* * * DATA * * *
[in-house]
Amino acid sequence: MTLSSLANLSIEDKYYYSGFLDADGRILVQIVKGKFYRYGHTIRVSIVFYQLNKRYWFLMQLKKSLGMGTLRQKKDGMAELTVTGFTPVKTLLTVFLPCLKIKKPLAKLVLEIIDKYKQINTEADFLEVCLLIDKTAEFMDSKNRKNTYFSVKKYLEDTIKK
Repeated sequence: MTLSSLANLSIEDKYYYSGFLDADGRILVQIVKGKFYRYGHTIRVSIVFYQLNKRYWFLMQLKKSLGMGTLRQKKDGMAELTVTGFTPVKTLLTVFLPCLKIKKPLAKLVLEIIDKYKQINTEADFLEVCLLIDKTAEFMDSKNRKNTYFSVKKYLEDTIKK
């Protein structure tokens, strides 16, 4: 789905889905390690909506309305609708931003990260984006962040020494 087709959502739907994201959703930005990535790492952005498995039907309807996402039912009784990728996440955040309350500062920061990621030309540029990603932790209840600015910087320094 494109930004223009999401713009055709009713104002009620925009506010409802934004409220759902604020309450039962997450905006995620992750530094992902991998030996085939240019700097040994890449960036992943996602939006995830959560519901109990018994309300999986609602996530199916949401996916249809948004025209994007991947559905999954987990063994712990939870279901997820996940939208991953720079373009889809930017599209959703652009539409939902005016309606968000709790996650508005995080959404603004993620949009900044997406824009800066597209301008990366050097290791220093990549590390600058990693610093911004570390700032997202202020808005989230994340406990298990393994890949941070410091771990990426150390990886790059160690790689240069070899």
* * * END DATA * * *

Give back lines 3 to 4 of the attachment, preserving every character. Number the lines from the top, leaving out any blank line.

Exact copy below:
Repeated sequence: MTLSSLANLSIEDKYYYSGFLDADGRILVQIVKGKFYRYGHTIRVSIVFYQLNKRYWFLMQLKKSLGMGTLRQKKDGMAELTVTGFTPVKTLLTVFLPCLKIKKPLAKLVLEIIDKYKQINTEADFLEVCLLIDKTAEFMDSKNRKNTYFSVKKYLEDTIKK
């Protein structure tokens, strides 16, 4: 789905889905390690909506309305609708931003990260984006962040020494 087709959502739907994201959703930005990535790492952005498995039907309807996402039912009784990728996440955040309350500062920061990621030309540029990603932790209840600015910087320094 494109930004223009999401713009055709009713104002009620925009506010409802934004409220759902604020309450039962997450905006995620992750530094992902991998030996085939240019700097040994890449960036992943996602939006995830959560519901109990018994309300999986609602996530199916949401996916249809948004025209994007991947559905999954987990063994712990939870279901997820996940939208991953720079373009889809930017599209959703652009539409939902005016309606968000709790996650508005995080959404603004993620949009900044997406824009800066597209301008990366050097290791220093990549590390600058990693610093911004570390700032997202202020808005989230994340406990298990393994890949941070410091771990990426150390990886790059160690790689240069070899």